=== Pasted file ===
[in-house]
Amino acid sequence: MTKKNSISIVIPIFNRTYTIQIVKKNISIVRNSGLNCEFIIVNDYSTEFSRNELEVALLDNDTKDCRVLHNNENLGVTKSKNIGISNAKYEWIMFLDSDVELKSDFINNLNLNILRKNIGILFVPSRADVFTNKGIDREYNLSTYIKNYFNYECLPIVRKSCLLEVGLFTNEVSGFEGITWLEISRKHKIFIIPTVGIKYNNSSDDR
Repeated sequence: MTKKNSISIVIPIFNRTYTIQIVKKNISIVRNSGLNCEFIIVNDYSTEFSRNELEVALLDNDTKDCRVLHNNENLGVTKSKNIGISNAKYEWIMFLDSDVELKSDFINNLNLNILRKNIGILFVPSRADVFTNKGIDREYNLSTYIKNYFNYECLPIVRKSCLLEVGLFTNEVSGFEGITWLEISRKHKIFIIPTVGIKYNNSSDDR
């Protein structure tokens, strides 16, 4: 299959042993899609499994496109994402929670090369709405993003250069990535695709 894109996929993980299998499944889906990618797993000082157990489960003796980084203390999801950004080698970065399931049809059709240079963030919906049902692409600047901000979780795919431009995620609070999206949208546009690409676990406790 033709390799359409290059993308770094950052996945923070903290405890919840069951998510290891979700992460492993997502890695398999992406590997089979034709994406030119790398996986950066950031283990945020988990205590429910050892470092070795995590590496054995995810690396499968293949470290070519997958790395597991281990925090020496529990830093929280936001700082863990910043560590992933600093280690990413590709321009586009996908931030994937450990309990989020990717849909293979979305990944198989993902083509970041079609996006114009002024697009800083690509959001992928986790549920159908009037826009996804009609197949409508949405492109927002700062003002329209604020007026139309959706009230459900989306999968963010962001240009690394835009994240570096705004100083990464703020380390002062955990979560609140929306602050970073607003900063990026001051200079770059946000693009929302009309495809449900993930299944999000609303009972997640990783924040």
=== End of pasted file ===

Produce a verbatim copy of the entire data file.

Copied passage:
[in-house]
Amino acid sequence: MTKKNSISIVIPIFNRTYTIQIVKKNISIVRNSGLNCEFIIVNDYSTEFSRNELEVALLDNDTKDCRVLHNNENLGVTKSKNIGISNAKYEWIMFLDSDVELKSDFINNLNLNILRKNIGILFVPSRADVFTNKGIDREYNLSTYIKNYFNYECLPIVRKSCLLEVGLFTNEVSGFEGITWLEISRKHKIFIIPTVGIKYNNSSDDR
Repeated sequence: MTKKNSISIVIPIFNRTYTIQIVKKNISIVRNSGLNCEFIIVNDYSTEFSRNELEVALLDNDTKDCRVLHNNENLGVTKSKNIGISNAKYEWIMFLDSDVELKSDFINNLNLNILRKNIGILFVPSRADVFTNKGIDREYNLSTYIKNYFNYECLPIVRKSCLLEVGLFTNEVSGFEGITWLEISRKHKIFIIPTVGIKYNNSSDDR
């Protein structure tokens, strides 16, 4: 299959042993899609499994496109994402929670090369709405993003250069990535695709 894109996929993980299998499944889906990618797993000082157990489960003796980084203390999801950004080698970065399931049809059709240079963030919906049902692409600047901000979780795919431009995620609070999206949208546009690409676990406790 033709390799359409290059993308770094950052996945923070903290405890919840069951998510290891979700992460492993997502890695398999992406590997089979034709994406030119790398996986950066950031283990945020988990205590429910050892470092070795995590590496054995995810690396499968293949470290070519997958790395597991281990925090020496529990830093929280936001700082863990910043560590992933600093280690990413590709321009586009996908931030994937450990309990989020990717849909293979979305990944198989993902083509970041079609996006114009002024697009800083690509959001992928986790549920159908009037826009996804009609197949409508949405492109927002700062003002329209604020007026139309959706009230459900989306999968963010962001240009690394835009994240570096705004100083990464703020380390002062955990979560609140929306602050970073607003900063990026001051200079770059946000693009929302009309495809449900993930299944999000609303009972997640990783924040």